Subscribe for 33¢ / day

MAPLETON, Iowa — Laura Gries dropped off her municipal cable TV bill at Mapleton City Hall on Monday morning.

“It was due,” she said.

Gries doesn’t have a TV. Doesn’t have a house. Her’s was one of 120 homes destroyed by the tornado that ravaged Mapleton on Saturday.

Gries plans ahead. She wants TV when she gets settled in a new home or apartment. She’s living in Onawa, Iowa, with daughter Lois Olsen. But that’s temporary.

“She’s too independent to stay with me,” Olsen said of her mother.

Gries is 95. She was one of two people missing briefly Saturday after the tornado. Neighbors found her under the stairs leading to her basement. All that was left of the home were those stairs and a couple of closets.

“I have a century box with files of my important papers,” Gries told me. “I have the only key for that box, but we can’t find the box.”

Gries will soon get an apartment in Mapleton. Friends wonder if she might rebuild.

“Wouldn’t put it past her,” said Keith Robinson, a 64-year-old retired teacher who marvels at Gries and the rebuilding spirit already emerging in this battered community.

I told Robinson I heard repeatedly Sunday that Mac’s Chevrolet wouldn’t reopen. The damage to the cars and building was too extensive. Robinson, the town’s historian, took exception to this hearsay. He drove me straight to Mac’s. (Actually, his Pontiac was due for service Monday. He was going there anyway.)

Robinson introduced me to Tom McNamara, Mac’s owner since 1971. I told McNamara what I heard Sunday.

McNamara pointed to a 2011 Chevy Equinox, one of three new vehicles Mac’s staffers would deliver to customers Monday. He pointed to employees sweeping glass on the lot and those filing papers inside.

“Our parts and service department are open this morning and will stay open,” McNamara said. “The biggest damage we have is to our showroom. We’re waiting for the insurance adjuster to come.”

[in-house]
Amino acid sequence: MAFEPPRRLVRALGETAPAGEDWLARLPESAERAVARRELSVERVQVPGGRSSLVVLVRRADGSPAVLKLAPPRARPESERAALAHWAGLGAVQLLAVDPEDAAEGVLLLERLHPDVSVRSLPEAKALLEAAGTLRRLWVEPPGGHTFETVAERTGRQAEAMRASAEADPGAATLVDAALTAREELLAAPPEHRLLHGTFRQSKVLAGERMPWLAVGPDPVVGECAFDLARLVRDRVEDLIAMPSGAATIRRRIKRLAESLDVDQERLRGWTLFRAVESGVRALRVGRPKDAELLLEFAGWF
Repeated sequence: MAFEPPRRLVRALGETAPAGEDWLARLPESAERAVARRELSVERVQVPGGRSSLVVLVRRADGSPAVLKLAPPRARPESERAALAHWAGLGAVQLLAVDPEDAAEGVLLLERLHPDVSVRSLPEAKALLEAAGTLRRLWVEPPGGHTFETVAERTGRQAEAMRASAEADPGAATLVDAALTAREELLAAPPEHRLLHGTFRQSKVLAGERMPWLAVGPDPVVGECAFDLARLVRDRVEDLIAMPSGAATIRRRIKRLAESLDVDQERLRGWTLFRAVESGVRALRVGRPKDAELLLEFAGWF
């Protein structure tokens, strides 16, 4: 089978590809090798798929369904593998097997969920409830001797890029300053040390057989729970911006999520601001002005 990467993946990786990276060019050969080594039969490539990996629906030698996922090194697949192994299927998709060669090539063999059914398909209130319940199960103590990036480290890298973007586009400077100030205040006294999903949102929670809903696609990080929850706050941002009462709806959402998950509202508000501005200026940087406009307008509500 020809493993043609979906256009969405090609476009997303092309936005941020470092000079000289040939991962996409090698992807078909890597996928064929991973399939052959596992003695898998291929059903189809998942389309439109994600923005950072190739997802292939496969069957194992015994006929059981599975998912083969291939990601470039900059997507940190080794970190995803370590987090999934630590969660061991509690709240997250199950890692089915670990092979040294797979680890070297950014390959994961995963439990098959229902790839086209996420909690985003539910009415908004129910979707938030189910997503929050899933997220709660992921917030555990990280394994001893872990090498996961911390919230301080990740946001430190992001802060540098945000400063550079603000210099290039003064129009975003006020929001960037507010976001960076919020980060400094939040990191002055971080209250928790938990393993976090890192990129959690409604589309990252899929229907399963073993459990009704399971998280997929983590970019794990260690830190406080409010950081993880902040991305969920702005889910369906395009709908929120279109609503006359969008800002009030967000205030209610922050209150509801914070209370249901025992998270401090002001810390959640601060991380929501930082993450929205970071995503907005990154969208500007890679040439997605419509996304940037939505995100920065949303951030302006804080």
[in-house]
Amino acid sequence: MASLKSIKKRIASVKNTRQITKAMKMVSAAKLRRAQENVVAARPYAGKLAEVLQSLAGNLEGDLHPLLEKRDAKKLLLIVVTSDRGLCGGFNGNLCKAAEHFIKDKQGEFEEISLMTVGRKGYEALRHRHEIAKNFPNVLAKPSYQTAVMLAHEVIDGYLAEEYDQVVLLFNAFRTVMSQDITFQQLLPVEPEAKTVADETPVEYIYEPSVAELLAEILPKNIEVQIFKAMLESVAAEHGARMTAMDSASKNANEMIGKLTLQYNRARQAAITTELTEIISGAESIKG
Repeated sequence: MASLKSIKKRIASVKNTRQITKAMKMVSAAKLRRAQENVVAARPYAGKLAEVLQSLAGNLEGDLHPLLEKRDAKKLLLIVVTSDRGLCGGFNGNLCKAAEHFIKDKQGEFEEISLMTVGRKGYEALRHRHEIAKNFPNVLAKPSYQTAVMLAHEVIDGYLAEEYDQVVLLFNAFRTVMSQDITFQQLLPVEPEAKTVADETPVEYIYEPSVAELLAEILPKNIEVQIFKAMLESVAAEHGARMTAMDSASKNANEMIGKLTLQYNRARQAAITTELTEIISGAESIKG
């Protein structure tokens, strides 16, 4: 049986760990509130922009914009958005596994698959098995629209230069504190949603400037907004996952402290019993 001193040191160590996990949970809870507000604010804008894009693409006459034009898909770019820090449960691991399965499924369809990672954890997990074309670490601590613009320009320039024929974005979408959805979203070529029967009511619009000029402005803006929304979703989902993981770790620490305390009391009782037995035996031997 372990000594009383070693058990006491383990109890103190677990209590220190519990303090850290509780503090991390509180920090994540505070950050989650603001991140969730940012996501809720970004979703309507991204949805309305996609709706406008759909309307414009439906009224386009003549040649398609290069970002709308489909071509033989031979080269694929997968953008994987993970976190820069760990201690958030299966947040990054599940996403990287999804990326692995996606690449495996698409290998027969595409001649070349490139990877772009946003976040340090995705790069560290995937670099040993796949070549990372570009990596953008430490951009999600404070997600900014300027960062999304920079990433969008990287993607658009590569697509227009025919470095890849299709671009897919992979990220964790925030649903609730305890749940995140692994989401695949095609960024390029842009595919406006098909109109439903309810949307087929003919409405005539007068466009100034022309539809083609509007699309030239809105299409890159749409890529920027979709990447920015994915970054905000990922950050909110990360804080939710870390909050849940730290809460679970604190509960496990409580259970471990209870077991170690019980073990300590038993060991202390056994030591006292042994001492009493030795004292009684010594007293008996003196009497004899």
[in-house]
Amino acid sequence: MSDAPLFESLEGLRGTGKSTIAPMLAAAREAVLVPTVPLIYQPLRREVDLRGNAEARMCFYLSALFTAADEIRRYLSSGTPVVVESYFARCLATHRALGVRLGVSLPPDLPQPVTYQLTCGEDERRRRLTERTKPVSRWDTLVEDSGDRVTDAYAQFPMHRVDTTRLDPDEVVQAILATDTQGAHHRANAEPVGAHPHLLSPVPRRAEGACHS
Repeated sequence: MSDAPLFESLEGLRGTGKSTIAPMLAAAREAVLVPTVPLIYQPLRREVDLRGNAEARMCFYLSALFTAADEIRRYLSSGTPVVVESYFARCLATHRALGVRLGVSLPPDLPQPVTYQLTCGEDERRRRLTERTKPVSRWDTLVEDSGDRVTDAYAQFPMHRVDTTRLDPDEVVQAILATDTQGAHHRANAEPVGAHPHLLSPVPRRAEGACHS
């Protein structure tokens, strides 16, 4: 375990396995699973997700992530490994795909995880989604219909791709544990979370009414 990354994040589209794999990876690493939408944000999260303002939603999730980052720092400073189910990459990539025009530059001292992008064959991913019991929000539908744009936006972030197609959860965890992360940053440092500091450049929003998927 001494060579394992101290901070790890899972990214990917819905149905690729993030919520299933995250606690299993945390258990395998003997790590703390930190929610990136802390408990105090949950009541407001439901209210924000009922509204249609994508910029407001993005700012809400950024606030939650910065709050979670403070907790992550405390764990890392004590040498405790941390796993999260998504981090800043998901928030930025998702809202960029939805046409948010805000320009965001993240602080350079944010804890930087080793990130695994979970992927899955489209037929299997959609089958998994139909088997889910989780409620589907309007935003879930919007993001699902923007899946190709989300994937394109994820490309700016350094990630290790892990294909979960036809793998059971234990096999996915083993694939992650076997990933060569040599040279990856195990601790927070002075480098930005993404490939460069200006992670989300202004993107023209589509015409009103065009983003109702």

Mac’s also had 100 vehicles damaged. Another insurance pro (or pros) was coming to assess those.

“Put it in the Journal that we’re open and it is business as usual,” said McNamara, whose father, William McNamara, opened the dealership in May 1952. He died Septbemer 1971. That’s when Tom took over. He was 22.

“I’ve run this business for 40 years and this is the biggest thing we’ve had to deal with,” he said.

He dealt with bigger issues Saturday. He’s the town’s assistant fire chief. Six of his 26 employees lost their home that night. He found them all and said Mac’s – and their job – would be there for them.

That news relieved Kevin Goslar, the service manager at Mac’s who took Monday off to tend to his largely destoyed home at 505 South Second St. An interior wall in the living room was impaled by a board that shot through a window in the twister.

“The insurance company says the home is likely a loss,” said Goslar, who bought the house 15 years ago. It’s where he and wife Jennifer have raised their children. “We’ll rebuild. We’ll stay in Mapleton as long as we’ve got a job.”

Just down the street Mahlon and Collette Carothers worked with friends on their damaged home, one they bought 20 years ago. Four months ago the couple finished the last of their remodeling projects.

Or so they thought.

Collette glanced at the sun streaming through a hole in the roof. Glass and plaster crunched beneath her shoes on the hardwood floor.

“We’ll rebuild,” Collette said. “Right here. No doubt about it.”

In a way, business as usual.


Load comments